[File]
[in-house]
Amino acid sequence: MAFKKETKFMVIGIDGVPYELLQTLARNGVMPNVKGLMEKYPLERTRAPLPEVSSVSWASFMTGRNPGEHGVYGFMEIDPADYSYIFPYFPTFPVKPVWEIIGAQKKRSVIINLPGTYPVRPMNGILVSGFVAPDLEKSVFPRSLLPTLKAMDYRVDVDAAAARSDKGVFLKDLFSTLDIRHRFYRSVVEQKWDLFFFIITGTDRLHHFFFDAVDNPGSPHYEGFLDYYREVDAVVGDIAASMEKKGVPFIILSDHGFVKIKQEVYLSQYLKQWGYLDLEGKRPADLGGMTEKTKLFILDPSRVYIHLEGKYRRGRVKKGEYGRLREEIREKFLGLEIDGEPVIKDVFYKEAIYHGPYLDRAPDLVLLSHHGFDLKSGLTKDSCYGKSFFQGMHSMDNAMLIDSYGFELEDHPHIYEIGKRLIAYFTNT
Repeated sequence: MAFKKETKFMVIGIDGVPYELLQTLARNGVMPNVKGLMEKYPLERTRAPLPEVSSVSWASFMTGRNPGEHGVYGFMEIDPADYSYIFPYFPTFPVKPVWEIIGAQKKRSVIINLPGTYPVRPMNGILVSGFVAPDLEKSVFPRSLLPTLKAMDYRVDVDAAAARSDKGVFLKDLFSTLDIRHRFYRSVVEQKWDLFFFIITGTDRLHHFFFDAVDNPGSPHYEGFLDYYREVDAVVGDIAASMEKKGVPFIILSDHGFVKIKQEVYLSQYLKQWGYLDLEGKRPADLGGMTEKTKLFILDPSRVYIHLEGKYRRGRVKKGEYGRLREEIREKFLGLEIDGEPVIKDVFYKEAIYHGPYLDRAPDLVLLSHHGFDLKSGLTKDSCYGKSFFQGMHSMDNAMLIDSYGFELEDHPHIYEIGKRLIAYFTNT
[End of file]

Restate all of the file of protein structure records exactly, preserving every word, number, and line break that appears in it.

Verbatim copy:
[in-house]
Amino acid sequence: MAFKKETKFMVIGIDGVPYELLQTLARNGVMPNVKGLMEKYPLERTRAPLPEVSSVSWASFMTGRNPGEHGVYGFMEIDPADYSYIFPYFPTFPVKPVWEIIGAQKKRSVIINLPGTYPVRPMNGILVSGFVAPDLEKSVFPRSLLPTLKAMDYRVDVDAAAARSDKGVFLKDLFSTLDIRHRFYRSVVEQKWDLFFFIITGTDRLHHFFFDAVDNPGSPHYEGFLDYYREVDAVVGDIAASMEKKGVPFIILSDHGFVKIKQEVYLSQYLKQWGYLDLEGKRPADLGGMTEKTKLFILDPSRVYIHLEGKYRRGRVKKGEYGRLREEIREKFLGLEIDGEPVIKDVFYKEAIYHGPYLDRAPDLVLLSHHGFDLKSGLTKDSCYGKSFFQGMHSMDNAMLIDSYGFELEDHPHIYEIGKRLIAYFTNT
Repeated sequence: MAFKKETKFMVIGIDGVPYELLQTLARNGVMPNVKGLMEKYPLERTRAPLPEVSSVSWASFMTGRNPGEHGVYGFMEIDPADYSYIFPYFPTFPVKPVWEIIGAQKKRSVIINLPGTYPVRPMNGILVSGFVAPDLEKSVFPRSLLPTLKAMDYRVDVDAAAARSDKGVFLKDLFSTLDIRHRFYRSVVEQKWDLFFFIITGTDRLHHFFFDAVDNPGSPHYEGFLDYYREVDAVVGDIAASMEKKGVPFIILSDHGFVKIKQEVYLSQYLKQWGYLDLEGKRPADLGGMTEKTKLFILDPSRVYIHLEGKYRRGRVKKGEYGRLREEIREKFLGLEIDGEPVIKDVFYKEAIYHGPYLDRAPDLVLLSHHGFDLKSGLTKDSCYGKSFFQGMHSMDNAMLIDSYGFELEDHPHIYEIGKRLIAYFTNT